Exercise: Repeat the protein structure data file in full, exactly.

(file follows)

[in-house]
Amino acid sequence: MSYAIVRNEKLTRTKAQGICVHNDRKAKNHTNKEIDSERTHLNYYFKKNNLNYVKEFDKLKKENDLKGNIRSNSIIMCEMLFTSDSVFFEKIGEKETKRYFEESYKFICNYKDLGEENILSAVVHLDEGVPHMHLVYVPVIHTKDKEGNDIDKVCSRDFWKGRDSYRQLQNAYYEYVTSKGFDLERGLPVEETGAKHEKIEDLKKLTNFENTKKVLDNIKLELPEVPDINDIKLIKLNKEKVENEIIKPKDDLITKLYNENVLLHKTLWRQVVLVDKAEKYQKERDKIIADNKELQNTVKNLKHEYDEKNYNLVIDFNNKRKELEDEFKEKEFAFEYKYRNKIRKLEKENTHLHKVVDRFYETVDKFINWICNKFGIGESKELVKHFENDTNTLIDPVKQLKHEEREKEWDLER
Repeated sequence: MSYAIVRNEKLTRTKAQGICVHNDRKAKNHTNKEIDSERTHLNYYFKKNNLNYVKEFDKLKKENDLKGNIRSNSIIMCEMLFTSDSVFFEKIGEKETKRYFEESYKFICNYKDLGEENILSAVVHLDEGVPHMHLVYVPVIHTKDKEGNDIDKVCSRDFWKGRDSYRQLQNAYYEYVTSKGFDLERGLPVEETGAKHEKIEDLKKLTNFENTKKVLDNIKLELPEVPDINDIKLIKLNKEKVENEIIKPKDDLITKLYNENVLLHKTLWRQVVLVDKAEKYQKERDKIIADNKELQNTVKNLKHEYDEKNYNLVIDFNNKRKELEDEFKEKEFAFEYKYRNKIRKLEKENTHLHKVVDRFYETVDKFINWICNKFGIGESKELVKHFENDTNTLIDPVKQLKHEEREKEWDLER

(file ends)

[in-house]
Amino acid sequence: MSYAIVRNEKLTRTKAQGICVHNDRKAKNHTNKEIDSERTHLNYYFKKNNLNYVKEFDKLKKENDLKGNIRSNSIIMCEMLFTSDSVFFEKIGEKETKRYFEESYKFICNYKDLGEENILSAVVHLDEGVPHMHLVYVPVIHTKDKEGNDIDKVCSRDFWKGRDSYRQLQNAYYEYVTSKGFDLERGLPVEETGAKHEKIEDLKKLTNFENTKKVLDNIKLELPEVPDINDIKLIKLNKEKVENEIIKPKDDLITKLYNENVLLHKTLWRQVVLVDKAEKYQKERDKIIADNKELQNTVKNLKHEYDEKNYNLVIDFNNKRKELEDEFKEKEFAFEYKYRNKIRKLEKENTHLHKVVDRFYETVDKFINWICNKFGIGESKELVKHFENDTNTLIDPVKQLKHEEREKEWDLER
Repeated sequence: MSYAIVRNEKLTRTKAQGICVHNDRKAKNHTNKEIDSERTHLNYYFKKNNLNYVKEFDKLKKENDLKGNIRSNSIIMCEMLFTSDSVFFEKIGEKETKRYFEESYKFICNYKDLGEENILSAVVHLDEGVPHMHLVYVPVIHTKDKEGNDIDKVCSRDFWKGRDSYRQLQNAYYEYVTSKGFDLERGLPVEETGAKHEKIEDLKKLTNFENTKKVLDNIKLELPEVPDINDIKLIKLNKEKVENEIIKPKDDLITKLYNENVLLHKTLWRQVVLVDKAEKYQKERDKIIADNKELQNTVKNLKHEYDEKNYNLVIDFNNKRKELEDEFKEKEFAFEYKYRNKIRKLEKENTHLHKVVDRFYETVDKFINWICNKFGIGESKELVKHFENDTNTLIDPVKQLKHEEREKEWDLER